“When I saw him, I fell at his feet as though dead.
Earlier in this century God was under attack. The time came when he briefly reported to be dead. But during the past half-century he has in fact been trivialized, packaged for entertainment, presented as a sort of psychological panacea, a heavenly glue to keep happy families together, a celestial slot machine to respond to our whims, a formula for success, a fund raiser for pseudo-religious enterprises, a slick phrase for bumper stickers, and a sort of holy pie and ice cream. How impoverished this all is, how virtually blasphemous when compared to the experiences recorded in Scripture!
When John the apostle, slaving in salt mines on the island of Patmos, caught a vision of the glorified Christ, he fell at his feet as dead, so awesome was the sight.
When the prophet Daniel saw that same glory and heard words of thunder, such terror seized his companions (though they themselves saw nothing) that they fled. As for Daniel, he tells us, “My strength left me; I became a sorry figure of a man, and retained no strength. I heard the sound of his words and, when I did so, I fell prone on the ground in a trance. Suddenly a hand grasped me and pulled me up on to my hands and knees. He said to me, ‘Daniel, man greatly beloved, attend to the words I am speaking to you …’ When he addressed me, I stood up trembling” (Dan 10:8-12 NEB).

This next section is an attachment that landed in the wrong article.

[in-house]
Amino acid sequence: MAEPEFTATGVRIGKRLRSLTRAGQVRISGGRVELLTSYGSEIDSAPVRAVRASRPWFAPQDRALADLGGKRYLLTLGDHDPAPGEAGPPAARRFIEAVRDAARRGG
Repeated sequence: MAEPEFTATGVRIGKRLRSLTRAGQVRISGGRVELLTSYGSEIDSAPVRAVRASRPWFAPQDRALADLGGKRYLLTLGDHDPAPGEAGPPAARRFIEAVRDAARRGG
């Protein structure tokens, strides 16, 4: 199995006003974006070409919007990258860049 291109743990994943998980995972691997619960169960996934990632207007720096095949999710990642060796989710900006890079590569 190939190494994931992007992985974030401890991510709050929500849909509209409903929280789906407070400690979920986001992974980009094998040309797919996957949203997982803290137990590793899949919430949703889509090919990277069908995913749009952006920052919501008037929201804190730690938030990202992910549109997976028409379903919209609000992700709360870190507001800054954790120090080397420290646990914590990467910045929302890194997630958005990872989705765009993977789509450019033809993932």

When Job was caught up into the whirlwind to hear the words of God, he said, “I have spoken of great things which I have not understood, things too wonderful for me to know. I knew of thee then only by report, but now I see thee with my own eyes. Therefore … I repent in dust and ashes” (Job 42:3-6 NEB).
If God is God, it is important that we know him as he is, not as we recreate him in our imaginations. It is important for us to know him as he is, for how can we speak to others of him when we have never trembled before his glory? Is it not possible that for all our biblical expertise and our claims about the Spirit’s power, we still present a God who is small enough to fit inside our tiny brains?”
(John White, Greater Than Riches, Inter-Varsity Press, Leicester, England, 1992)